Health Warnings Meet Sugary Drinks

By Sara Bernate

Obesity is one of the leading causes of death in America and has been referred to as an epidemic due to its prevalence and association with other negative health outcomes. One recognized driver of obesity is the consumption of sugar-sweetened beverages (SSBs) well above the recommended levels. This is not surprising considering that beverage sizes range from small to extra large with the largest size containing up to 30 ounces of liquid. But how often do consumers think about the contents in sugar-sweetened beverages? And how does this affect their consuming behaviors and, in the long run, their health?

Past policy-mandated health warnings on harmful substances, such as cigarettes, have proved successful in reducing purchases and consumption. In hopes of a similar results, policies requiring health warnings on SSBs have been proposed. While past experimental studies designed to test the effects of health warnings on SSBs have supported a success in reducing the purchasing of SSBs, there is still much to understand about policy effects on population diets and health outcomes.

To understand how altered purchasing behavior of sugar-sweetened beverages affects health in the long run, a recent study conducted by faculty at the University of North Carolina Gillings School of Global Public Health developed a simulated model for the impact on dietary behaviors and body weight of a national SSB health warning policy requiring that health warnings be displayed on all containers, vending machines, and menus. First, the model simulated a sample of U.S. adults, ages 18-65, and assigned each individual the following: age, sex, race/ethnicity, income, and educational attainment. Then, height, weight, and SSB intake was assigned to each individual based off data from the 2005-2014 National Health and Nutrition Examination Survey Cycles. The sample experienced two separate scenarios: one in which a national SSB health warning policy was implemented and one in which no policy was implemented. Previous literature on the impact of SSB warnings’ on purchases, changes in total energy intake, and valid models of weight change informed the simulation. From this data, individuals in the sample underwent changes in their SSB intake, total energy intake, BMI, and obesity prevalence over a simulated 5-year period.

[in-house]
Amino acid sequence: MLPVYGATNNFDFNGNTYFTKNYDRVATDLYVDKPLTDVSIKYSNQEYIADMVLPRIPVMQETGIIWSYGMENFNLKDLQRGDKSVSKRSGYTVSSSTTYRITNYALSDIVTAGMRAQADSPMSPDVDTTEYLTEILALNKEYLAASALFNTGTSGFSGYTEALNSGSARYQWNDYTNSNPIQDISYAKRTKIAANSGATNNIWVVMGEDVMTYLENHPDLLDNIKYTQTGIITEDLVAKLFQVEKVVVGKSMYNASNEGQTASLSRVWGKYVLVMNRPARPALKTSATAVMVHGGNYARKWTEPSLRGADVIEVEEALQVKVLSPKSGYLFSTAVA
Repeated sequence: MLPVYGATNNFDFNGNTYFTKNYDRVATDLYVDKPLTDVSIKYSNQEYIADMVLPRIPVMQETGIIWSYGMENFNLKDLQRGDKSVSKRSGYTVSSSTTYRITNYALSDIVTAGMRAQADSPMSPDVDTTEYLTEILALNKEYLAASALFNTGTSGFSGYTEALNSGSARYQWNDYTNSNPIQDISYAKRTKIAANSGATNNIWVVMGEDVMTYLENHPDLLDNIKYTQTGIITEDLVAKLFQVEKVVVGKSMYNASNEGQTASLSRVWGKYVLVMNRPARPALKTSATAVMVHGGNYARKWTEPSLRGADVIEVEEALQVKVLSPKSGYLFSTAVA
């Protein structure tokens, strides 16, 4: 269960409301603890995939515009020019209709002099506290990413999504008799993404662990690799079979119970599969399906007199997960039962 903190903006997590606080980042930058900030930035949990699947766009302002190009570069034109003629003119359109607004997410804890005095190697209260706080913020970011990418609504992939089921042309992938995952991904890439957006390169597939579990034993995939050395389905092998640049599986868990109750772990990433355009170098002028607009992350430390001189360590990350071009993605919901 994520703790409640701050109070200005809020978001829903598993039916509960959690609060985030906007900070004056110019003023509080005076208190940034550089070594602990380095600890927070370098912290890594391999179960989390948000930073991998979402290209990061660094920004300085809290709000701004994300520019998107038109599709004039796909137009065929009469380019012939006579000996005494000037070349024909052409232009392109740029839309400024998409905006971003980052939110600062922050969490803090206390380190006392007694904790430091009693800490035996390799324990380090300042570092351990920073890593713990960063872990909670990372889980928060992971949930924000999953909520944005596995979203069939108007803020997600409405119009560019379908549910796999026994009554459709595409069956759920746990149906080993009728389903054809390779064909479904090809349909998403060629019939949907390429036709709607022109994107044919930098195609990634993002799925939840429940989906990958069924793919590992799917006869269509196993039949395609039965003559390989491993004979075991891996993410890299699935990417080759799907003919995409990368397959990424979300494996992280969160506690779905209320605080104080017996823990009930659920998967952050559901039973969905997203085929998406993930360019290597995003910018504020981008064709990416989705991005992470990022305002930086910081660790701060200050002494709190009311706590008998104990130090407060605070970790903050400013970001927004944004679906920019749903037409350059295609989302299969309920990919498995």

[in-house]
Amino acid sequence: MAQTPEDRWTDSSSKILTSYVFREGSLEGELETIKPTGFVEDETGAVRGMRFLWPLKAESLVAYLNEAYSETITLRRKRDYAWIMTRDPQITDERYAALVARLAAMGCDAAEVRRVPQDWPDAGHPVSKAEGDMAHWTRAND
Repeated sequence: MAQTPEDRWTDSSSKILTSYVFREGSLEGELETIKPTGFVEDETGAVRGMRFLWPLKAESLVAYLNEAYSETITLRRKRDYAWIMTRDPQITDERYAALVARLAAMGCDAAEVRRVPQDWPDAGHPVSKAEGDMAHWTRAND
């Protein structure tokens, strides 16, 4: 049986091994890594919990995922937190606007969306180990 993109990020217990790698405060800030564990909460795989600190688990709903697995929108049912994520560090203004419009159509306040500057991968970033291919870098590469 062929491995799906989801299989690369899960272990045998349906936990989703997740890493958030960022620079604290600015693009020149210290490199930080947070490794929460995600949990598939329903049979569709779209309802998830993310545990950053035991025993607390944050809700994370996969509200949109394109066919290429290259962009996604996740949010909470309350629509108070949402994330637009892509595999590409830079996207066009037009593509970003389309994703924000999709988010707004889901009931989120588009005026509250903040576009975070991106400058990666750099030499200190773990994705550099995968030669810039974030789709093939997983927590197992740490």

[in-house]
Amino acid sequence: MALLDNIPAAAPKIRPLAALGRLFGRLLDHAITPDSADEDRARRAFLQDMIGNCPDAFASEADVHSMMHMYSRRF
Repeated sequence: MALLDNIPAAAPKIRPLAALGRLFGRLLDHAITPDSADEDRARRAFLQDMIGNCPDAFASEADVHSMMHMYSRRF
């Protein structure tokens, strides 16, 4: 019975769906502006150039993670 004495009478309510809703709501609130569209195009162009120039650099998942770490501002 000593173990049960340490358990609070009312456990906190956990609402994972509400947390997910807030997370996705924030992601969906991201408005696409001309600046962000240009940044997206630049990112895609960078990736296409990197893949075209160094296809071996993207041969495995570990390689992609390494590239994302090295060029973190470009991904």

The study found that implementing a national SSB health warning policy would first directly reduce the intake of SSBs over the recommended consumption levels, which in turn would reduce the total energy intake. Over time, a gradual reduction in BMI was predicted to occur. After 5 years, the reduction in SSB intake, total energy intake, and BMI would ultimately lead to a reduction in the prevalence of obesity by 3.1%. Although it may seem like a small percentage, that 3.1% equates to more than 5 million adults. Furthermore, the study found that reduction in over-consumption behavior and negative health outcomes occurred in all demographic groups. Minority groups, however, experienced larger reductions, due to the fact that they consume disproportionately high amounts of SSBs.

In light of ongoing policy debates, the researchers concluded that the implementation of a national SSB health warning policy is a significant strategy for reducing the consumption and prevalence of obesity. Although simulation studies are not definitive, they can be crucial in bringing about change at the policy level to address today’s most pressing health matters.

Peer-edited by Jeffrey Letourneau

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